- Whereas the normal testis is rather delicate and the inflamed testis is very tender, the malignant testis tends to lack the normal level of sensation.
- Lymphatics from the scrotum drain to the inguinal nodes but from the testes they go deeper. Hence, inguinal lymph nodes are unlikely to be enlarged.
Patients presenting with a swelling in the scrotum should be examined carefully and an attempt made to distinguish between lumps arising from the testis and other intrascrotal swellings. An ultrasound scan should be performed to make a distinction
Investigations should not delay referral. Patients should be referred urgently to be seen within two weeks if malignancy is suspected. Pre-operative investigations should include assay of tumour markers, bilateral testicular ultrasound, and X ray.
- Diagnosis is usually confirmed by ultrasound.
- Tissue histology can follow an inguinal orchidectomy.
- Disease can be staged by thoraco-abdominal CT scanning.
- Elevation of tumour markers supports the diagnosis but normal marker levels do not exclude testicular cancer and these markers are raised in other cancers and some benign conditions:
- Alpha-fetoprotein (AFP) is produced by yolk sac elements but not produced by seminomas.
- Beta-hCG is produced by trophoblastic elements and so there may be elevated levels both in teratomas and in seminomas.
Royal Marsden staging of testicular tumours
- I – no evidence of disease outside the testis.
- IM – as above but with persistently raised tumour markers.
- II – infradiaphragmatic nodal involvement.
- IIA – maximum diameter <2 cm.
- IIB – maximum diameter 2-5 cm.
- IIC – maximum diameter >5-10 cm.
- IID – maximum diameter >10 cm.
- III – supradiaphragmatic and infradiaphragmatic node involvement:
- Abdominal nodes A, B, C, as above.
- Mediastinal nodes M+.
- Neck nodes N+.
- IV – extralymphatic metastases:
- Abdominal nodes A, B, C, as above.
- Mediastinal or neck nodes as for stage III.
- L1 <3 metastases.
- L2 multiple metastases <2 cm maximum diameter.
- L3 multiple metastases >2 cm in diameter.
- Liver involvement H+.
- Other sites specified.
Management is dependent on the type of tumour and stage .Approximately 90% of patients classified as having a good prognosis achieve a durable complete remission with treatment. Even metastatic disease should be seen as potentially curable. When treating young adults with a highly curable disease, possible long-term toxicity of treatment is an important consideration. Following confirmation of a germ cell tumour, all patients should be referred to a specialist centre for the management of testicular tumours.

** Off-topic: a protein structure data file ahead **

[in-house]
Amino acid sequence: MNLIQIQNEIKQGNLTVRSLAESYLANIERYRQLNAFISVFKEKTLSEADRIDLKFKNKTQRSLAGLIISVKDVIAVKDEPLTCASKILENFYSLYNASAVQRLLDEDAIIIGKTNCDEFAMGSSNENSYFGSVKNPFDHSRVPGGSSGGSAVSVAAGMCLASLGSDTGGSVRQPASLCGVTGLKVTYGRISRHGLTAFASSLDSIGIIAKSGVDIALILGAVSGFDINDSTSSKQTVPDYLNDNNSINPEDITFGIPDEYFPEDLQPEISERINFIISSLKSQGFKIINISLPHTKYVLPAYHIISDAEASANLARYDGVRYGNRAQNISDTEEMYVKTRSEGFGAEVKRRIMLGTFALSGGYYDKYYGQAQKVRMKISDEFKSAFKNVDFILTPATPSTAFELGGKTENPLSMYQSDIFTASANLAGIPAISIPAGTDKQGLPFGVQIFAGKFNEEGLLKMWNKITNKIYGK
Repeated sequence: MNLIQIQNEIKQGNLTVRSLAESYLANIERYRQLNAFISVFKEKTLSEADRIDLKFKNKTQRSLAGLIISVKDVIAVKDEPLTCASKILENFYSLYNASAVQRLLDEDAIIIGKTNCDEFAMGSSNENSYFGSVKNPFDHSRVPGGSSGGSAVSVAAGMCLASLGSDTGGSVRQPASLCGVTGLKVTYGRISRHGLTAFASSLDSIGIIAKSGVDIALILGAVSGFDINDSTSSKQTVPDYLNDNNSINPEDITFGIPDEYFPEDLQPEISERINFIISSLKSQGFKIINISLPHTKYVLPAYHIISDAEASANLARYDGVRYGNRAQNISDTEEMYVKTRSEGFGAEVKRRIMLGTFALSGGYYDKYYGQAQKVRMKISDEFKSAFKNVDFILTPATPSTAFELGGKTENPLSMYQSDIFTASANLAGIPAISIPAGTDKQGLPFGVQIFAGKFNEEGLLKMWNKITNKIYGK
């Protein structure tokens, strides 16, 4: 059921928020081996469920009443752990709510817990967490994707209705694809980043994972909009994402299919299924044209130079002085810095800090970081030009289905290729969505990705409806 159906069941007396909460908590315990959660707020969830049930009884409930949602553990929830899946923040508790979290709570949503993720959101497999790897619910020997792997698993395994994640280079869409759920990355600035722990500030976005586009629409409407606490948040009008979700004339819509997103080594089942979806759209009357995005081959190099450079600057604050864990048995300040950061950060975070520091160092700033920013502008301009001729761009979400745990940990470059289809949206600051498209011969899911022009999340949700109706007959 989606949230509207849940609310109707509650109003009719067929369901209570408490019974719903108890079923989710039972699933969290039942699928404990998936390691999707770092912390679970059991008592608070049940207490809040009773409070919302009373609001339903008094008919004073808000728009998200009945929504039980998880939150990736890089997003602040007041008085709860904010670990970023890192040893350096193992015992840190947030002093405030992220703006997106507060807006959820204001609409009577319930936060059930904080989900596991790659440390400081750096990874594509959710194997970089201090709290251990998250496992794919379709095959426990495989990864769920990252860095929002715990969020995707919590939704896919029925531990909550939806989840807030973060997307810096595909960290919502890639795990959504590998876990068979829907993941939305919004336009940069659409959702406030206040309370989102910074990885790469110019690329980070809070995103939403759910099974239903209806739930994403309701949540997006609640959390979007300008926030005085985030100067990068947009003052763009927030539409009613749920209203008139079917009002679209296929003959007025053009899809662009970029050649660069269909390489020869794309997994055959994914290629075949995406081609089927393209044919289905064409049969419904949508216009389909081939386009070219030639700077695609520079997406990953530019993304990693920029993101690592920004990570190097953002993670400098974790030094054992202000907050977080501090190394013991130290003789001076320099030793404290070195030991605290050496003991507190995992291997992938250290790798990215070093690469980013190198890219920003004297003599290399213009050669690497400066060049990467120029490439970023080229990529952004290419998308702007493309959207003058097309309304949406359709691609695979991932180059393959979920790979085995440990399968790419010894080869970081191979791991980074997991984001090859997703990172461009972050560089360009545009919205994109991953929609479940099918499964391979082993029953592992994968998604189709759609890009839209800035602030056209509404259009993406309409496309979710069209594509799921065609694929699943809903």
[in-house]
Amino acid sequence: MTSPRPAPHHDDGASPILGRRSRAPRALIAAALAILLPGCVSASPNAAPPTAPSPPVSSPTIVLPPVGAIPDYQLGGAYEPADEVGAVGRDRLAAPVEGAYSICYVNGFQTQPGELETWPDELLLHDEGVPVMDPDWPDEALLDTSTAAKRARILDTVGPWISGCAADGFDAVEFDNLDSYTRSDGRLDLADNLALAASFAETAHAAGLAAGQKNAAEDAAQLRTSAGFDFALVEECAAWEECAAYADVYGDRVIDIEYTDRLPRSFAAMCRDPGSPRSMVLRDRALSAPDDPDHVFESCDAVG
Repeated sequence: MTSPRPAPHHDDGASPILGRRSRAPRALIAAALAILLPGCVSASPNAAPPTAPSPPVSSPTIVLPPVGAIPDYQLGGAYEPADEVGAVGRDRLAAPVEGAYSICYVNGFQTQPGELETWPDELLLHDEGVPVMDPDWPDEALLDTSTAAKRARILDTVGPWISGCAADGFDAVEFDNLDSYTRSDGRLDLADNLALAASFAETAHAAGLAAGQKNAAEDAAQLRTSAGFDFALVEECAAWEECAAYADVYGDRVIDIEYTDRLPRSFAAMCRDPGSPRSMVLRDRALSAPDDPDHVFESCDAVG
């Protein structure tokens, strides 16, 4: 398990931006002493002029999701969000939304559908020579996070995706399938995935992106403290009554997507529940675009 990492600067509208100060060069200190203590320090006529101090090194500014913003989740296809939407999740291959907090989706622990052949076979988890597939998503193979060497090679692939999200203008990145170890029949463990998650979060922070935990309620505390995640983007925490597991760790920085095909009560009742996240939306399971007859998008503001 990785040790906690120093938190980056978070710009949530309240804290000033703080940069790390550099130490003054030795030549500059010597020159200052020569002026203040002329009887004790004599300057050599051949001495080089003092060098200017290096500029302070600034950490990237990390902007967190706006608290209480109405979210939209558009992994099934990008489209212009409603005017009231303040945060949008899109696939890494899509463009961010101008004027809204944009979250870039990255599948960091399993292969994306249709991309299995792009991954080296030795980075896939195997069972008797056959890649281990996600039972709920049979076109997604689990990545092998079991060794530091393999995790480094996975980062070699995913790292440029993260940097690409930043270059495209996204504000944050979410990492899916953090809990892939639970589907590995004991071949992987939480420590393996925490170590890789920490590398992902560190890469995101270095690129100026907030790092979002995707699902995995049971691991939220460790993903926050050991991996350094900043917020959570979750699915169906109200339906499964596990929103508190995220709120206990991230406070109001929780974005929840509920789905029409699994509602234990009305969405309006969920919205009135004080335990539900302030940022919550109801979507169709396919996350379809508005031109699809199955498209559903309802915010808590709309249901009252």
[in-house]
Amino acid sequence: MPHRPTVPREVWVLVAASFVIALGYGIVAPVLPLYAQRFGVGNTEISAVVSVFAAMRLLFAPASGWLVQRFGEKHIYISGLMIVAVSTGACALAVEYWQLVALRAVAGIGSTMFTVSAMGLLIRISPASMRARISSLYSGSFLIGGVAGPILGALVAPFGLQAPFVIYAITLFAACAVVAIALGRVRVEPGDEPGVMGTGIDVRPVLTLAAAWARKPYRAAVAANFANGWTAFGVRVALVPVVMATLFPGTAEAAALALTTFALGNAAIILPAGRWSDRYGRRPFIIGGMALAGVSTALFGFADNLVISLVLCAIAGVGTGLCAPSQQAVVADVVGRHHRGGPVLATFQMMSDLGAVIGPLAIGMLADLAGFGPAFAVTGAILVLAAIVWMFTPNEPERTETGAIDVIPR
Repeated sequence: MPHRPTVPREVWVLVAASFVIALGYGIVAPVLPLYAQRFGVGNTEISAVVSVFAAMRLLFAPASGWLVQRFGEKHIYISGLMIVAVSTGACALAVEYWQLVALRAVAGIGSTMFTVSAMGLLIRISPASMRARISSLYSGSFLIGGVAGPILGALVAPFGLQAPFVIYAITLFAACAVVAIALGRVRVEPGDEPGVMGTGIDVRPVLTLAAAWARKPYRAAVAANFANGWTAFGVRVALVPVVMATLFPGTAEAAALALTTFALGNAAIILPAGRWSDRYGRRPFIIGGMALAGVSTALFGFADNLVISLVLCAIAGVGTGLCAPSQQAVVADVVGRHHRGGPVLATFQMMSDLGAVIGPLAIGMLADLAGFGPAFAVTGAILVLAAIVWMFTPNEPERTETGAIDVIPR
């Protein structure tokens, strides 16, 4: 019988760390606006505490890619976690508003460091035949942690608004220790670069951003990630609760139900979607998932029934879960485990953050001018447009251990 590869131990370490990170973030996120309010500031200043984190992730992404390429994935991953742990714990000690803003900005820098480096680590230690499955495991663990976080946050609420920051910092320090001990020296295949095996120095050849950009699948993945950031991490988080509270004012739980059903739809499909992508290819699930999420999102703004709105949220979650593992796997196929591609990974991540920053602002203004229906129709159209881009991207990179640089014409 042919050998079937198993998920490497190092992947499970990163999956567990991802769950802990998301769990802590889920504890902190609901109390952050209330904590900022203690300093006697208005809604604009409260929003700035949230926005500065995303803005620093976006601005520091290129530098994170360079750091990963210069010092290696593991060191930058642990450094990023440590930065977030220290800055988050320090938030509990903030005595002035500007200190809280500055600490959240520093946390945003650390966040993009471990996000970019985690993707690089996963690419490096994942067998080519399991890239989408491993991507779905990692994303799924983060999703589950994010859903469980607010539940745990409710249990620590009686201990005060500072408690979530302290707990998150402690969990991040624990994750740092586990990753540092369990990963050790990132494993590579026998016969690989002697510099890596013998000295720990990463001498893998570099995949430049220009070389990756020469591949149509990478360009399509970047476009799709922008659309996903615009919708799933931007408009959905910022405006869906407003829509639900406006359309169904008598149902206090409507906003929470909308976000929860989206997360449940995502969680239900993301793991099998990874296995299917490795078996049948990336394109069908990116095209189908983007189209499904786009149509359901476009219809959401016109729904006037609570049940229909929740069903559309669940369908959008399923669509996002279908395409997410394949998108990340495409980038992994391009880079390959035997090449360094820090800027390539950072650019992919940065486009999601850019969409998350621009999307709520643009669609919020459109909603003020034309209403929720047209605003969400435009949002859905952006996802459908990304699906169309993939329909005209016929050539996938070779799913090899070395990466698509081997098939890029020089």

- Where possible, a radical orchidectomy should be performed. A testicular prosthesis should be offered to all patients. When appropriate, sperm storage should be offered to men who may require chemotherapy or radiotherapy.
- Patients with metastases where the diagnosis is not in doubt (high tumour markers and the presence of a testicular mass) should be referred for immediate chemotherapy.
Management of stage 1 disease
- Post-orchidectomy management options following assessment of the extent of disease include surveillance, single-dose adjuvant carboplatin and adjuvant radiotherapy.
- Stage I NSGCT and mixed seminoma/NSGCT:
- Patients with stage I NSGCT or mixed seminoma/NSGCT of the testis with no high-risk features (blood vessel and/or lymphatic invasion) should be managed by surveillance following inguinal orchidectomy.
- In low-risk patients under surveillance, CT scanning at three and 12 months post-orchidectomy is recommended.
- Two courses of adjuvant bleomycin, etoposide and cisplatin (BEP) chemotherapy should be offered to patients with stage I NSGCT or mixed seminoma/NSGCT of the testis following inguinal orchidectomy if high-risk features are present or if the patient is unable or unwilling to comply with a policy of surveillance
Carcinoma in situ (CIS)
Of all patients with unilateral testicular tumours, approximately 2-5% have CIS in their contralateral testis. CIS develops into invasive malignancy in 70% of the cases in seven years and probably all patients over a longer period of time. CIS can be successfully treated with a low dose of radiotherapy or unilateral orchidectomy.
Management of metastatic disease
- In stage IIA seminoma, both chemotherapy and radiotherapy treatment options should be considered.
- For patients with stage IIC and IID seminoma, chemotherapy is the recommended initial treatment.